How to cook a turkey

What’s the secret to a stress-free Christmas, crunchy roasties and a perfectly cooked bird?

We’ve got all the answers you need from top celebrity chef Antony Worrall Thompson.

1.

Don’t buy a self-basting turkey. Either wrap it in foil or, if small enough, pop it in a roasting bag. Fold back the foil half an hour before the finished cooking time. One of the best forms of baking is to buy some muslin, dip it in melted butter and lay it over the whole turkey. Some chefs cook the turkey breast-side down so that most of the juices run into the breast instead of the back which isn’t used.

2. My top tip is to wrap the whole baking tray in foil rather than just the turkey. Make a cross with two large pieces of foil over the roasting tray, sit the turkey on a bed of root veg and throw in some onion, carrot, celery, thyme and a couple of cloves of garlic. Pour over a couple of glasses of wine (red or white), and some stock and fold up the cross. Wrapping the entire thing in foil reduces your cooking time by about a third and all the juices run down into the vegetables and create a base for your gravy.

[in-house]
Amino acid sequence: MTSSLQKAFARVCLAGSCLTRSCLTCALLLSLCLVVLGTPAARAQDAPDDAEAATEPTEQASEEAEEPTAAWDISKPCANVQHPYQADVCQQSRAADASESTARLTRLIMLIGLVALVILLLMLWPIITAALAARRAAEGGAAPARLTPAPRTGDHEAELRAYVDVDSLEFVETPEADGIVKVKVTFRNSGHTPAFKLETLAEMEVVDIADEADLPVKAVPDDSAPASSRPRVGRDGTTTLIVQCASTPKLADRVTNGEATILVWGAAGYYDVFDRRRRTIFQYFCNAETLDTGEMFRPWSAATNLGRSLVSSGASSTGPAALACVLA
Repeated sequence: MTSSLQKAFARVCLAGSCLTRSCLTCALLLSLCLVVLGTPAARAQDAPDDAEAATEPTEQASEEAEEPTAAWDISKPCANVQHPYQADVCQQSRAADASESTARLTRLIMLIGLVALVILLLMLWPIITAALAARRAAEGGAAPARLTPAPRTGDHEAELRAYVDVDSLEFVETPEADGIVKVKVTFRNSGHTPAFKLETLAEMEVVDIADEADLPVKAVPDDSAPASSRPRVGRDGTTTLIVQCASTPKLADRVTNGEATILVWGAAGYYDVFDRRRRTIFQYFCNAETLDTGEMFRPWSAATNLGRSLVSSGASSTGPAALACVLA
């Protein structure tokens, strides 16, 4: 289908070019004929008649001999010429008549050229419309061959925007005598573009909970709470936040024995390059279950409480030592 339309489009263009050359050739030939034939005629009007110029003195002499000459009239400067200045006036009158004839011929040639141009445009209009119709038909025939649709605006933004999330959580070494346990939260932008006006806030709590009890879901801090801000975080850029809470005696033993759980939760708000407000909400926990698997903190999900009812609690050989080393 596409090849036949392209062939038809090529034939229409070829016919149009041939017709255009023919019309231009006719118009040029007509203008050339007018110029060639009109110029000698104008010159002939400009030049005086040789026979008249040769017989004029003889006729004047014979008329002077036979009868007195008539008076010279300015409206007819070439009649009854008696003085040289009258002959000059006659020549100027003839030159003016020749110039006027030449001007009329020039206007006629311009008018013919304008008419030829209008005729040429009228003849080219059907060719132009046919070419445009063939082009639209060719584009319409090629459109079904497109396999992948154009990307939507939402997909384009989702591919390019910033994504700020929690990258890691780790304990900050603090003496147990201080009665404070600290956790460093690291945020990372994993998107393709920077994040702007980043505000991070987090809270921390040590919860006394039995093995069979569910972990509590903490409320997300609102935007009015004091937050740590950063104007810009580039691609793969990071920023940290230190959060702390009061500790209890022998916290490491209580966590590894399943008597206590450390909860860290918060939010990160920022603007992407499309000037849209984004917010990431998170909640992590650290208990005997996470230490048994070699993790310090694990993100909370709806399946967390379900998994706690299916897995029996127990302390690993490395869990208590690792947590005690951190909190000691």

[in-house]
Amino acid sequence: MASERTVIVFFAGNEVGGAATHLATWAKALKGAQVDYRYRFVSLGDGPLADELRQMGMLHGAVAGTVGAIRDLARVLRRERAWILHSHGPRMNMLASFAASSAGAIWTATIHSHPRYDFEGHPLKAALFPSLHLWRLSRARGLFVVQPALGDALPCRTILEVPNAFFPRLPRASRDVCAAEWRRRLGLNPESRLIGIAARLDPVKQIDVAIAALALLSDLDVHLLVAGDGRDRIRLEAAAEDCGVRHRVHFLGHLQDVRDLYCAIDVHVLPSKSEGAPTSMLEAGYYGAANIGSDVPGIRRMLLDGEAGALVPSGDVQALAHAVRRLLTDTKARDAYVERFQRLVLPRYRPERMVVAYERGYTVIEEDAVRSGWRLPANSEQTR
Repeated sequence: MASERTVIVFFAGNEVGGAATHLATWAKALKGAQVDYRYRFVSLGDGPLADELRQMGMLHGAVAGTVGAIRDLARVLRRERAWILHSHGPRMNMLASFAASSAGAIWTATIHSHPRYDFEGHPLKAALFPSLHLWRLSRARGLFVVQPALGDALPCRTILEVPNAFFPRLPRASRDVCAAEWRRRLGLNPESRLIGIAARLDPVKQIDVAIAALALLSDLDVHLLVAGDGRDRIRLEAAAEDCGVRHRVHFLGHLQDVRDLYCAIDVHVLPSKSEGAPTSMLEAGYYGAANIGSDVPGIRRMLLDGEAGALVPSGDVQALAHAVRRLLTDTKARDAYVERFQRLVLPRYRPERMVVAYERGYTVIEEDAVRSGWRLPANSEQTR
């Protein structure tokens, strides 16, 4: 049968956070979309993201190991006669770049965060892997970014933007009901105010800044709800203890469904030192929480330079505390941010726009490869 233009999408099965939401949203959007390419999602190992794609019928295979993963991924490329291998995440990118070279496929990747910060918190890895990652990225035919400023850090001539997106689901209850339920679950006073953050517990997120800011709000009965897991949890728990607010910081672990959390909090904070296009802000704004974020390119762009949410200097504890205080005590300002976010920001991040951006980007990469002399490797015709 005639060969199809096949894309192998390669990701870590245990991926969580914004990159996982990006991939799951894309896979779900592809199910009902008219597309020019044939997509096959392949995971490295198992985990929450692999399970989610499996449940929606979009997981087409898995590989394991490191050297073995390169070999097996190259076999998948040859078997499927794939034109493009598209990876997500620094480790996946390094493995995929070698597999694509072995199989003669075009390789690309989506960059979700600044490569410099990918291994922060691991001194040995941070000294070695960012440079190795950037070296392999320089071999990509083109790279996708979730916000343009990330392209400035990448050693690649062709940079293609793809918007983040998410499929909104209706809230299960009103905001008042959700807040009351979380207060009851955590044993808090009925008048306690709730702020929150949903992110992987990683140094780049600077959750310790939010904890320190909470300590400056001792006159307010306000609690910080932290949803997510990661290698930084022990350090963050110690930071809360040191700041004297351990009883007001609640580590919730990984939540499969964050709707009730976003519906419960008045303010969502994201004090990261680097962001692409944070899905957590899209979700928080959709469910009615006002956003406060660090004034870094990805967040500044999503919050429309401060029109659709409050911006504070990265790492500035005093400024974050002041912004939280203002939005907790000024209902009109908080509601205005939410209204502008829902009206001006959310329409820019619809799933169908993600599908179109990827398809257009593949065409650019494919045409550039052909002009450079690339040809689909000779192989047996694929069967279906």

3. About half-an-hour before the turkey is expected to be done, carefully open the foil to expose the turkey surface for browning, keeping the drumsticks wrapped in foil. During the last half hour of roasting, baste occasionally with juices in pan to encourage browning.

4. Most people have one oven and struggle with coordinating the turkey, potatoes and roast veg. My suggestion is to cook the roast potatoes for 40 mins, take them out and then put the turkey in. The turkey needs to then come out of the oven and rest, covered in foil, for about 20 mins – so in that time you can finish off the potatoes.

5. One of the biggest problems people have is undercooking or overcooking the turkey. The answer is to use a meat thermometer (you can pick one up for about £6) or our turkey timer. Push it through the thickest part if the thigh, hold it there for 5 mins, and if it registers 75°C, that’s perfect because at that temperature you’ll have killed any harmful bacteria and your turkey’s safe to eat. And you’ll have a nice juicy breast and your brown meat will be cooked too! 7.

Use an aluminium roasting pan for easy clean-up. No messy turkey pan to scrub!

Turkey stuffing

Turkey’s not turkey without the stuffing – get it right with these tips

1. To achieve a perfectly roasted turkey, don’t stuff the main cavity of the bird – cook your stuffing separately as this will enable the heat to cook the bird from inside out.

2. If you miss the traditional stuffing, you can stuff just the neck end i.e. the round end so that the heat still penetrates the centre. Or instead of stuffing the bird traditionally just pop half a lemon, half an onion, a few garlic cloves and a sprig of rosemary and thyme in the cavity.

3. Instead of wrapping chipolatas in bacon, buy some of your favourite stuffing or make it yourself – then make into a little disc and wrap in streaky bacon and bake until crispy and thoroughly cooked.